Note: In the last several weeks of writing about the songs on Prince’s debut album, I’ve been struck by the many contingencies that exist around For You, and Prince’s early career in general. If things had gone even slightly differently; if his label–or, for that matter, Prince himself–had shown even a little less confidence in his artistic development; then we would be looking at a very different musical landscape in 2016. There’s also the fact that, as I’ve noted several times in my track-by-track posts, it’s difficult to look at For You in retrospect without seeing it as just the first, not-entirely-successful glimpse at a talent and vision that would find its full expression in years to come. But what if that perspective wasn’t the default? What if For You wasn’t the first step in a long career by Prince, but in fact his first and last album? This post is my attempt to think my way through this situation: think of it as a look back at For You from a possible alternate timeline. I don’t know if I will do this for other albums in the future–or, like, ever again–but I thought it was an interesting exercise to examine Prince’s earliest days as a recording artist through a completely different lens. I hope you find it interesting, too.
The reclusive multi-instrumentalist known only as “Prince” may not be as much of a household name as, say, Shuggie Otis; but to aficionados of 1970s funk and soul, he inspires the kind of hushed reverence normally reserved for the likes of Stevie Wonder. In fact, Prince’s mainstream obscurity and cult notoriety are two sides of the same coin: both stem from his having released only one album, 1978’s For You, before disappearing from the music scene completely. Thanks to a decades-long process of discovery by collectors and rehabilitation by critics, however, in 2016 he stands as one of the great “what-ifs” of 20th century pop.
The story behind the making of For You is fascinating and frustrating in equal measure. An introverted musical prodigy from Minneapolis, Minnesota, Prince signed a multi-million dollar contract with Warner Bros. Records when he was just 17 years old–which unsurprisingly made waves in the recording industry trades at the time. Also remarkable was the fact that, as a 1978 press release put it, “Prince did it all. Composed the music, produced the sessions. Played the instruments (drums, guitars, pianos, bass synthesizers and more) and sang all the lead and background vocals. He even wrote the string parts.” He was, according to legend (and the press release), the youngest producer in W.B.’s history as a label.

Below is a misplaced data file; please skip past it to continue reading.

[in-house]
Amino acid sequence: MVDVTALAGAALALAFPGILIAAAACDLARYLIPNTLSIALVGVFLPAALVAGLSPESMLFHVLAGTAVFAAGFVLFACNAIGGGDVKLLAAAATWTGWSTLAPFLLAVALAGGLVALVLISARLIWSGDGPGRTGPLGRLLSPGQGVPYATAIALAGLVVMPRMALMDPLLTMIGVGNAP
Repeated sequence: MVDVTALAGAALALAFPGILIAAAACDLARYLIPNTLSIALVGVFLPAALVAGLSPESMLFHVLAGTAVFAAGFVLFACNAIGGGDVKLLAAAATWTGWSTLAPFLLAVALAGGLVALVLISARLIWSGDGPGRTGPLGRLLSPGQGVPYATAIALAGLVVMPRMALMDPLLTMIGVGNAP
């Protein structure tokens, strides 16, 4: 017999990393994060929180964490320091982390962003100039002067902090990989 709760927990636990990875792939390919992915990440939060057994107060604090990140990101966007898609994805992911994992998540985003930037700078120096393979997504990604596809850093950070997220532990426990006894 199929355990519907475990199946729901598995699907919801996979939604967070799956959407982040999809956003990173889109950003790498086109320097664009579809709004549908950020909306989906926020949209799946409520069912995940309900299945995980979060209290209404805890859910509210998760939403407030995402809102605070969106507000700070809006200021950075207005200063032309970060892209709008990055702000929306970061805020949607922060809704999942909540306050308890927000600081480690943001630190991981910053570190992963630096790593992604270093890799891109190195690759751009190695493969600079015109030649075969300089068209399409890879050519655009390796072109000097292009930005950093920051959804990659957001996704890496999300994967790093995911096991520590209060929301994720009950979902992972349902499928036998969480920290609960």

But Prince’s inexperience and perfectionism proved to be his undoing. The story goes that he blew through all $180,000 of his three-album recording budget on For You alone: holing up in the Record Plant for days on end, tinkering obsessively with the songs. When it was finally released, the album was a modest success: lead single “Soft and Wet” even reached Number 12 on the Billboard Hot Soul Singles Chart (though it peaked at only Number 92 on the Hot 100). But the second single, “Just as Long as We’re Together,” stalled at Number 91 on the R&B charts; the album itself also dropped rapidly, peaking at only Number 163 on the Billboard 200. Prince did get some positive press from African American teen magazines like Right On!, where his soft, almost feminine good looks and ineffable air of mystery made him marketable as a pop idol. But the mainstream largely passed him by, and Warner ultimately decided that another album wasn’t worth the investment; after Prince made an awkward, tentative live debut at Minneapolis’ Capri Theatre in January 1979, the label cut their losses.